Fertility Topics Explained from the Experts at SFS
Traditionally, IVF egg retrievals are timed for about 36 hours after a 10,000U hCG “trigger”. The hCG hormone thereupon remains in the system for up to a week. When patients who overstimulate following ovarian stimulation experience prolonged exposure to hCG have a risk of developing severe ovarian hyperstimulation syndrome, with its incumbent life-endangering complications. Attempts to mitigate this risk have included:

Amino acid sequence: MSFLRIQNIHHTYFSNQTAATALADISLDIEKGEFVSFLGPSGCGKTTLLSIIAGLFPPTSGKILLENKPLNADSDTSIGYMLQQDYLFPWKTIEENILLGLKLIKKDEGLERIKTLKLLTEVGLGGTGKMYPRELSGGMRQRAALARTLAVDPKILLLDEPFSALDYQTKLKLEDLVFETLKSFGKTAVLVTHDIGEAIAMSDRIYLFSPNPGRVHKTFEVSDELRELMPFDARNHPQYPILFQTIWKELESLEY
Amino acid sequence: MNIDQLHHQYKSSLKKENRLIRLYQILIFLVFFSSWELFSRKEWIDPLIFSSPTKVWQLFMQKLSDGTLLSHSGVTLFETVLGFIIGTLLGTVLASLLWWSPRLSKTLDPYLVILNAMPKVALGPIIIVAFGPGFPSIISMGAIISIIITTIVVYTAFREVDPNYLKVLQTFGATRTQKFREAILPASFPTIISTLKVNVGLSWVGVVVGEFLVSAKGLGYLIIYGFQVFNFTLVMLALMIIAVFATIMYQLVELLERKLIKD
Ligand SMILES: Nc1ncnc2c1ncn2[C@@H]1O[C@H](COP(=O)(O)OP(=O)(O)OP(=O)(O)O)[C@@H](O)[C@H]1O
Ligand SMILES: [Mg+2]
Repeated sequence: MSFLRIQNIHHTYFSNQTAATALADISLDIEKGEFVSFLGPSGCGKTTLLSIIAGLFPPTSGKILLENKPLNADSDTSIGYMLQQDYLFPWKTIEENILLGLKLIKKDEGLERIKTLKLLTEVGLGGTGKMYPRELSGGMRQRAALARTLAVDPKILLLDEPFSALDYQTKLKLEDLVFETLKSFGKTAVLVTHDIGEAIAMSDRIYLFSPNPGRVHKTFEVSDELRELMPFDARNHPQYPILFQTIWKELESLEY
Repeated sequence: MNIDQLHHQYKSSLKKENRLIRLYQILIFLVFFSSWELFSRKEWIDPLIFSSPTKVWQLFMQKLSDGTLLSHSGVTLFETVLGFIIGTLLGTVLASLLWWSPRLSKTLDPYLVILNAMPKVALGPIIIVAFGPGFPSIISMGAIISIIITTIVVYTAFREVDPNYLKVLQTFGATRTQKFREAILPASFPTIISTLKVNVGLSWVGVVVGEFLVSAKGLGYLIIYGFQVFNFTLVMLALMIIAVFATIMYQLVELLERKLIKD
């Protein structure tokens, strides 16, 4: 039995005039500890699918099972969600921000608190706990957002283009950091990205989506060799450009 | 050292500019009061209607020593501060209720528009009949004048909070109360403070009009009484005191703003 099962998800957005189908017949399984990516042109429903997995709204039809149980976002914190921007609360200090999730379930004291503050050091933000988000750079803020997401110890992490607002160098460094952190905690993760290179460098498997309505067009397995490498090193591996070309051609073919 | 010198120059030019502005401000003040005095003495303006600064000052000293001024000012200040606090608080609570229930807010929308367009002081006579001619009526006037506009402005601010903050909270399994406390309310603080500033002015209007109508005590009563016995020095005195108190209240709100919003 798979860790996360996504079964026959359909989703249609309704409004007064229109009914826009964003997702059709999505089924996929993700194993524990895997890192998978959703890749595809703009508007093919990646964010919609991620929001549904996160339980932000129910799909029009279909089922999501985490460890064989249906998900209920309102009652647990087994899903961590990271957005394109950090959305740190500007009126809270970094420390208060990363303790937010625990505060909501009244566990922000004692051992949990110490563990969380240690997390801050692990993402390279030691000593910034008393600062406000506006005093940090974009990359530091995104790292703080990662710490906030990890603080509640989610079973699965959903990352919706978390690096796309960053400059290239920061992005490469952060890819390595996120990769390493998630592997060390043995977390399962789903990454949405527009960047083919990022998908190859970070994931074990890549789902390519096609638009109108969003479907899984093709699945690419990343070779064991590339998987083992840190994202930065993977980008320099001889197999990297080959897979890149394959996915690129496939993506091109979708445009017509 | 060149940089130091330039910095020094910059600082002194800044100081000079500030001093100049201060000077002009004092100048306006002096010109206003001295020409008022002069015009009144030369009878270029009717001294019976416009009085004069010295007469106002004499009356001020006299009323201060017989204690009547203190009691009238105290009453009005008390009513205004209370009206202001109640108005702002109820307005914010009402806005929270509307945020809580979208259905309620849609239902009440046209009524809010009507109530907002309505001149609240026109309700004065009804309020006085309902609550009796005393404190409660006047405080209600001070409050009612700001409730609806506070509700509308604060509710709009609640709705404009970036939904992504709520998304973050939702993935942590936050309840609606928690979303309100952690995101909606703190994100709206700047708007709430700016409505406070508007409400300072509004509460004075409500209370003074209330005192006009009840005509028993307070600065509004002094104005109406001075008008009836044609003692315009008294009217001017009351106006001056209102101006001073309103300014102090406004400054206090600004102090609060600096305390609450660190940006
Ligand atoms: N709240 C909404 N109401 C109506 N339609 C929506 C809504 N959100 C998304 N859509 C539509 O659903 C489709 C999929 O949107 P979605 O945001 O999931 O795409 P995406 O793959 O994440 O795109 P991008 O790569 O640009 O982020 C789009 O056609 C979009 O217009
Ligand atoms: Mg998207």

All of the options above do indeed reduce the risk of developing OHSS. The first completely prevents egg maturation from occurring and thus virtually precludes the harvesting of “competent” eggs, while numbers two through four all adversely affect egg “competency” to a degree, thereby compromising both embryo quality and IVF outcome. Use of the “Lupron trigger” bears further mention: Since its recent introduction, this approach has really gained popularity and caught on in a big way. In truth, there can be little argument that it markedly reduces the incidence, severity and risk of complications associated with severe ovarian hyper stimulation. However, use of the “Lupron trigger” often comes at the expense of egg/embryo quality as well as IVF outcome. Thus, the question arises as to whether this approach is advisable, and if not, what the best alternative to its use would be. The reason why the “Lupron trigger” is in my opinion ill-advised, is that in cases of ovarian hyper stimulation, where there are numerous follicles with eggs that need to undergo meiosis following the “trigger”, the magnitude of the LH surge, induced by a “Lupron GnRHa trigger” is often insufficient. This can result in suboptimal egg maturation (meiosis), leading to the generation of an inordinate number of immature/dysmature eggs as well as in an increase in the number of large follicles that fail to yield eggs at all (“so called “empty follicles). For this reason, I do not employ the “Lupron trigger” approach in my practice, preferring instead to use the long pituitary down-regulation, along with “prolonged coasting” in women who are deemed to be at risk for developing OHSS. My position is further supported by a recent publication showing that for this very reason, the use of a GnRHa-induced “trigger is not helpful. Prolonged Coasting, my preferred choice: My approach is consistently to have my patients who are at risk of developing OHSS, launch their ovarian stimulation, coming off a monophasic birth control pill (BCP). The last few days on the BCP is accompanied by the addition of Lupron. Thereupon the BCP is stopped and Lupron therapy is continued. After 3-7 days menstruation usually ensues, at which point the dosage of Lupron is reduced and low dosage FSHr (Follistim/Gonal-F/Puregon) -dominant ovarian stimulation is commenced. Lupron and gonadotropins are then continued together. This approach is referred to as the “Long Pituitary Down-regulation protocol.” Use of the BCP is intended to lower LH and thereby reduce stromal activation (hyperthecosis) in the hope of controlling ovarian androgen (mainly testosterone) release (too much ovarian testosterone is harmful to egg development). Seventy five (75) units of LH/hCG (Luveris/Menopur) are added from the 3rd day of gonadotropin stimulation. Starting on the 7th day of ovarian stimulation with gonadotropins, I start watching daily for the number and size of follicles developing and for the rise in blood [E2]. If there are > 25 follicles, the patient becomes a candidate for “prolonged coasting,” at which point I keep stimulating with gonadotropins (regardless of the [E2]) until: a) 50% of all follicles reach 14mm and b) the [E2] reaches 2500pg/ml. At that point, gonadotropin stimulation is discontinued abruptly while daily Lupron injections continue. Thereupon, I follow the daily blood [E2] without doing further US examinations. The [E2] will almost invariably continue to rise. I carefully plot the rise in [E2] (regardless of how high it goes). Usually, within 1-3 days it will plateau and then start to decline. As soon as the [E2] drops below 2500pg/ml (and not before then), I administer the 10,000U hCGu (Novarel/Pregnyl/Profasi) “trigger” or 500mcg of hCGr (Ovidrel) and then schedule an egg retrieval for 36h later. ICSI is a MUST because “coasted” eggs usually have few or no surrounding cumulus cells and eggs without a cumulus layer will not readily fertilize on their own. All fertilized eggs are cultured to the blastocyst (up to 6 days) whereupon I transfer up to two into the uterus, or vitrify all expanded blastocysts for subsequent dispensation at the directive of the patient. In some cases the embryos are biopsied for PGS testing prior to being cryostored. Subsequent frozen embryo transfers are conducted as per the wishes of the patients. It is important to point out that the success of this “prolonged coasting” approach depends on precise timing of the initiation and the conclusion of “prolonged coasting”. If you start too early, follicle growth will stop and the cycle will be lost. If you start too late, you will encounter too many post-mature/cystic follicles (>22mm) that usually harbor abnormally developed eggs. Use of the above approach avoids unnecessary cycle cancellation, severe OHSS, and optimizes egg/embryo quality. The worst you might encounter is mild to moderate OHSS, and this too is uncommon. The use of an agonist or GNRH trigger ,while reducing the risk of severe OHSS developing, comes at the expense of egg/embryo quality and could compromise IVF outcome.
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